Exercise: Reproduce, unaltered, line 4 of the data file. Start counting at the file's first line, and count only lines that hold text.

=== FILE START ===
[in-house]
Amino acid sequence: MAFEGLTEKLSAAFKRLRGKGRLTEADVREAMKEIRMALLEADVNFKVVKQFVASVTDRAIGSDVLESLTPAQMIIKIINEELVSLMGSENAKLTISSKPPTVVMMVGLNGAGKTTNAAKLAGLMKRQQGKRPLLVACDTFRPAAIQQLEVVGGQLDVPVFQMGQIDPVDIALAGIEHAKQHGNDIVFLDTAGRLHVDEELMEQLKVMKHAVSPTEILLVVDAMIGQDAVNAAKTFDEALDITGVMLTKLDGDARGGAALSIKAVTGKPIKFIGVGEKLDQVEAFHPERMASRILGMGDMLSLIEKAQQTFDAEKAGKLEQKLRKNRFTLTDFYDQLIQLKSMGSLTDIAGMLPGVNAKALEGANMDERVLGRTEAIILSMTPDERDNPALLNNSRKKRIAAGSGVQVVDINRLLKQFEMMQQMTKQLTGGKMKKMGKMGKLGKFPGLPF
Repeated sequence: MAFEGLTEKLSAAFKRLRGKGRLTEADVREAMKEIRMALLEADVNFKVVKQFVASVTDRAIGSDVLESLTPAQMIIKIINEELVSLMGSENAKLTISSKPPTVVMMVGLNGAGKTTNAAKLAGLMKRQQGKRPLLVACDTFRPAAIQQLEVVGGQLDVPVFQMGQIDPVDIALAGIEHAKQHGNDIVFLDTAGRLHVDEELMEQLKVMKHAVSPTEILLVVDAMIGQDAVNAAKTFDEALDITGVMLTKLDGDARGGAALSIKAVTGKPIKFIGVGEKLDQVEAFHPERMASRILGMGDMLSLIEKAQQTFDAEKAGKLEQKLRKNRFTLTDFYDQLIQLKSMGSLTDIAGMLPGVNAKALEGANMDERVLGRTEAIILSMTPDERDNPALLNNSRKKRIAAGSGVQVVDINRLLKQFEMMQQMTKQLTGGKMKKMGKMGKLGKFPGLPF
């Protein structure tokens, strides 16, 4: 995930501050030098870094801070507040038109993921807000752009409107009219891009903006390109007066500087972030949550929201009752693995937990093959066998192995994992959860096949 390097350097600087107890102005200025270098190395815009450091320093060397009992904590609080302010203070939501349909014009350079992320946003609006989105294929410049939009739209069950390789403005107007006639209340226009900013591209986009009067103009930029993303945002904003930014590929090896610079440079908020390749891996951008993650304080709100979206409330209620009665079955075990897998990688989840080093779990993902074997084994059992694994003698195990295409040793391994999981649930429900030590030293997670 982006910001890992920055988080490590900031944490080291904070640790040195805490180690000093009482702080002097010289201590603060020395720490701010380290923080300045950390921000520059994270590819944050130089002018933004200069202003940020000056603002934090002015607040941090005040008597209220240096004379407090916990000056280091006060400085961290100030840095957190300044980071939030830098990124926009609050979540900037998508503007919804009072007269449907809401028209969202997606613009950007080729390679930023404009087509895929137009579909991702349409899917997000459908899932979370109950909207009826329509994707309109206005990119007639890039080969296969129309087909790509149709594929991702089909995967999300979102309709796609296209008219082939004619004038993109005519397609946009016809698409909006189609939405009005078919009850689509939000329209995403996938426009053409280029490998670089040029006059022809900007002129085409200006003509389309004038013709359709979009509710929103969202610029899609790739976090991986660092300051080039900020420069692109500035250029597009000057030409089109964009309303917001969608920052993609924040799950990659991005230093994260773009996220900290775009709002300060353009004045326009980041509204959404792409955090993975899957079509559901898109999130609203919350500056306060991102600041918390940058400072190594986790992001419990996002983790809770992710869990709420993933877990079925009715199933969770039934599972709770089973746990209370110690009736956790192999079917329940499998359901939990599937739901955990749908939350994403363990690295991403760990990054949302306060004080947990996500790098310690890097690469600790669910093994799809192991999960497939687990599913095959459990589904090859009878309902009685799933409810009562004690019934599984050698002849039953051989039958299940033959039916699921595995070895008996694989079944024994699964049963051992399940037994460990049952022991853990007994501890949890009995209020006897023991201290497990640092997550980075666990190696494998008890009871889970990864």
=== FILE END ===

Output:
């Protein structure tokens, strides 16, 4: 995930501050030098870094801070507040038109993921807000752009409107009219891009903006390109007066500087972030949550929201009752693995937990093959066998192995994992959860096949 390097350097600087107890102005200025270098190395815009450091320093060397009992904590609080302010203070939501349909014009350079992320946003609006989105294929410049939009739209069950390789403005107007006639209340226009900013591209986009009067103009930029993303945002904003930014590929090896610079440079908020390749891996951008993650304080709100979206409330209620009665079955075990897998990688989840080093779990993902074997084994059992694994003698195990295409040793391994999981649930429900030590030293997670 982006910001890992920055988080490590900031944490080291904070640790040195805490180690000093009482702080002097010289201590603060020395720490701010380290923080300045950390921000520059994270590819944050130089002018933004200069202003940020000056603002934090002015607040941090005040008597209220240096004379407090916990000056280091006060400085961290100030840095957190300044980071939030830098990124926009609050979540900037998508503007919804009072007269449907809401028209969202997606613009950007080729390679930023404009087509895929137009579909991702349409899917997000459908899932979370109950909207009826329509994707309109206005990119007639890039080969296969129309087909790509149709594929991702089909995967999300979102309709796609296209008219082939004619004038993109005519397609946009016809698409909006189609939405009005078919009850689509939000329209995403996938426009053409280029490998670089040029006059022809900007002129085409200006003509389309004038013709359709979009509710929103969202610029899609790739976090991986660092300051080039900020420069692109500035250029597009000057030409089109964009309303917001969608920052993609924040799950990659991005230093994260773009996220900290775009709002300060353009004045326009980041509204959404792409955090993975899957079509559901898109999130609203919350500056306060991102600041918390940058400072190594986790992001419990996002983790809770992710869990709420993933877990079925009715199933969770039934599972709770089973746990209370110690009736956790192999079917329940499998359901939990599937739901955990749908939350994403363990690295991403760990990054949302306060004080947990996500790098310690890097690469600790669910093994799809192991999960497939687990599913095959459990589904090859009878309902009685799933409810009562004690019934599984050698002849039953051989039958299940033959039916699921595995070895008996694989079944024994699964049963051992399940037994460990049952022991853990007994501890949890009995209020006897023991201290497990640092997550980075666990190696494998008890009871889970990864």